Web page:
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Japan imports first oil from U.S. in years as shale opens market

🕐 3 min read

Tsuyoshi Inajima and Yuji Okada (c) 2014, Bloomberg News. TOKYO — Japan imported U.S. oil for the first time in four years as companies find ways around a four- decade ban on American exports and the Asian nation seeks to cut its dependence on Middle East suppliers.

Japan, which relies on Saudi Arabia for 33 percent of its supply, imported about 300,000 barrels of oil from the U.S. last month, the first shipments since at least June 2010, according to data from the Ministry of Finance. Cosmo Oil Co. last month received the country’s first cargo of U.S. condensate, a lightly processed form of crude, Katsuhisa Maeda, a Tokyo-based company spokesman, said Thursday.

A surplus of light, sweet crude from shale formations has boosted U.S. production to the highest in more than three decades and spurred exports. That’s reshaping decades-old trading routes and helping Asian refiners diversify away from some members of OPEC, which meets Thursday amid speculation the group is losing influence in global oil markets.

“The exports of processed condensate to Asia increases regional supply to the benefit of refiners who can then diversify their sources of crude oil,” said Andy Lipow, president of Lipow Oil Associates LLC, an energy consulting firm in Houston. “I expect the U.S. will be exporting close to 300,000 barrels per day of processed condensate by the end of 2015.”

Enterprise Products Partners LP is offering to export 600,000 barrels a month of condensate to Asia next year and South Korea imported 1.6 million barrels of oil from the U.S. and Canada in September and October.

Japan relies on the Middle East for 83 percent of its oil imports, and South Korea is dependent on the region for more than 87 percent of its crude supply, according to the U.S. Energy Information Administration.

The U.S. banned most crude exports in 1975, with a few exceptions including shipments to Canada. Exports of refined products such as gasoline and diesel fuel are unrestricted. Policy makers are under pressure to lift the export ban as the combination of horizontal drilling and hydraulic fracturing, or fracking, has unlocked supplies from shale formations in the central U.S., including the Bakken in North Dakota and the Eagle Ford in Texas.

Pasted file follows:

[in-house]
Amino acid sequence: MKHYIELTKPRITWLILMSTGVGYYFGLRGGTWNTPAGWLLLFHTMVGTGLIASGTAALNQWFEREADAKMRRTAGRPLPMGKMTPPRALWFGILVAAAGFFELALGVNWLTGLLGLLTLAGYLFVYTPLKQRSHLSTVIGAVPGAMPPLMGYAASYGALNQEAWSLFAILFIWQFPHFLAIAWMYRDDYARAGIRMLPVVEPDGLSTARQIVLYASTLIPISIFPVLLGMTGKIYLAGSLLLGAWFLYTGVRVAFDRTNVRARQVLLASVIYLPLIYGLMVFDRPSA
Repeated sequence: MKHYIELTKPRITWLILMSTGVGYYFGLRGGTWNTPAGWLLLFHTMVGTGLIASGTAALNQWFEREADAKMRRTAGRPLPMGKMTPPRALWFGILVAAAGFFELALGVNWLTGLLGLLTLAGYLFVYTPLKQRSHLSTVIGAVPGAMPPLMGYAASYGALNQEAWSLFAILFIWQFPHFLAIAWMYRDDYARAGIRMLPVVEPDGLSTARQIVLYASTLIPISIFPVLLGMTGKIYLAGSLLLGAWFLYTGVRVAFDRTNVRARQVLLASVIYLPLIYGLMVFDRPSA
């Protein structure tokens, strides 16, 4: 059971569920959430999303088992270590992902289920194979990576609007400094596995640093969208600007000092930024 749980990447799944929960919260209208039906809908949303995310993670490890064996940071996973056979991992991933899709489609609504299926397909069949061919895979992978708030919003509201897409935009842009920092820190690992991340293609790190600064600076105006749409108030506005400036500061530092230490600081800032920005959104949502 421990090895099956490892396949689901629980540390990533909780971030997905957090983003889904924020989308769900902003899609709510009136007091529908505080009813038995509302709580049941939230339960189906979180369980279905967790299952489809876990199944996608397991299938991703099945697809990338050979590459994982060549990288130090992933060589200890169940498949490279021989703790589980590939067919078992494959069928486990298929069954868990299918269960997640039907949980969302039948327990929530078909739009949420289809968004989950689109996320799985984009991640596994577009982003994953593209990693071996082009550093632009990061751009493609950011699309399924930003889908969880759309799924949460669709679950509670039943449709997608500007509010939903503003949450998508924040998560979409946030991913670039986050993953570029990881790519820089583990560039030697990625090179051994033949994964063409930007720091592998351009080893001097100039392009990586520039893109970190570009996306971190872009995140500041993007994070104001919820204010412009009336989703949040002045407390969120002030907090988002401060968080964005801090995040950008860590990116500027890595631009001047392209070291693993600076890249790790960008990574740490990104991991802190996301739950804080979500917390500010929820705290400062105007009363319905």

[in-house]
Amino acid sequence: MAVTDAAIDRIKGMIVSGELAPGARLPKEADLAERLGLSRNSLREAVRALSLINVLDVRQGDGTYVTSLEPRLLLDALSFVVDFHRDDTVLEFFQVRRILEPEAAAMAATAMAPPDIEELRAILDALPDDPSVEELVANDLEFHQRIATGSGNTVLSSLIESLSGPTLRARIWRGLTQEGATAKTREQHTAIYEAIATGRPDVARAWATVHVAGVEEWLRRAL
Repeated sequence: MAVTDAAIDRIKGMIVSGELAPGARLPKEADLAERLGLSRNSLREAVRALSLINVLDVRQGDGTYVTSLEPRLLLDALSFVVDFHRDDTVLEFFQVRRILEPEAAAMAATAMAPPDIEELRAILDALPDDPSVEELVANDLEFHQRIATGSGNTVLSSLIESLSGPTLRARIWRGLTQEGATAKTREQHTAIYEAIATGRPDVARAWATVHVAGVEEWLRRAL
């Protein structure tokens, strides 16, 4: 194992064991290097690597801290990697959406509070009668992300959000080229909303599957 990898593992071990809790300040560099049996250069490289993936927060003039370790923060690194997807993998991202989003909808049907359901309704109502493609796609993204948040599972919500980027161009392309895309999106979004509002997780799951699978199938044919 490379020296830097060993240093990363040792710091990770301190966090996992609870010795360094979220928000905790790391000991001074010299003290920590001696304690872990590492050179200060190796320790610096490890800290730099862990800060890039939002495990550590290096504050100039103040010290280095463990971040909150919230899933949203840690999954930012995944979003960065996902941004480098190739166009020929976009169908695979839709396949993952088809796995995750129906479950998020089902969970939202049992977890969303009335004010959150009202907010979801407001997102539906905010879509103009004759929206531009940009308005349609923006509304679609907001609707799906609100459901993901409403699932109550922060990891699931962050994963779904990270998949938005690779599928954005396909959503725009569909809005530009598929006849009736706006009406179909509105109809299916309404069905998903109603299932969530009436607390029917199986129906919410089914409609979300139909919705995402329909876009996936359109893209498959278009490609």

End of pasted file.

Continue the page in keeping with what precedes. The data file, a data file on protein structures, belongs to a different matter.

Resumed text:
The U.S. Bureau of Industry and Security classified condensate that was processed in a stabilizer with a distillation tower as a petroleum product, according to a letter received by Enterprise Products from the agency.

The U.S. export ban is a “fairly permissive regulatory framework” that allows exports to Canada, with Mexico likely to follow within a year, after which some free-trade partners may gain access, Ed Morse, Citigroup Inc.’s global head of commodities, wrote in a report this month.

U.S. oil output rose 0.8 percent in the week ended Nov. 21 to 9.08 million, the most since at least January 1983, when the weekly data series from the Energy Information Administration began. The EIA has monthly data going back to 1920 and that shows production at highest level since February 1986.

With global oil price mired in a bear market, representatives from the 12-member Organization of Petroleum Exporting Countries are scheduled to meet Thursday in Vienna to determine whether the group, which pumps about 40 percent of the world’s oil, needs to cut output to prop up prices.

Houston-based Enterprise has two term contracts with Japanese traders Mitsui & Co. and Mitsubishi Corp. for condensate supply through the end of 2014, a person who participates in the market said in August. SK Innovation Co. bought one cargo from Mitsui for November delivery and is seeking more, an official at the South Korean refiner said last month.

Cosmo Oil classified the imported condensate as crude oil, according to Hisashi Kobayashi, a senior managing executive officer at the company. The company received 300,000 barrels of the ultra-light oil last month.

“Because condensate was categorized as product in the U.S., we had consulted with the custom authority,” Kobayashi said in Tokyo on Nov. 17. “There was a consensus with the custom authority that we can classify U.S. condensate as crude oil.”

Condensate purchases from the Middle East by Japanese refiners are typically classified under crude oil categories.

Robert Francis
Robert is a Fort Worth native and longtime editor of the Fort Worth Business Press. He is a former president of the local Society of Professional Journalists and was a freelancer for a variety of newspapers, weeklies and magazines, including American Way, BrandWeek and InformatonWeek. A graduate of TCU, Robert has held a variety of writing and editing positions at publications such as the Grand Prairie Daily News and InfoWorld. He is also a musician and playwright.

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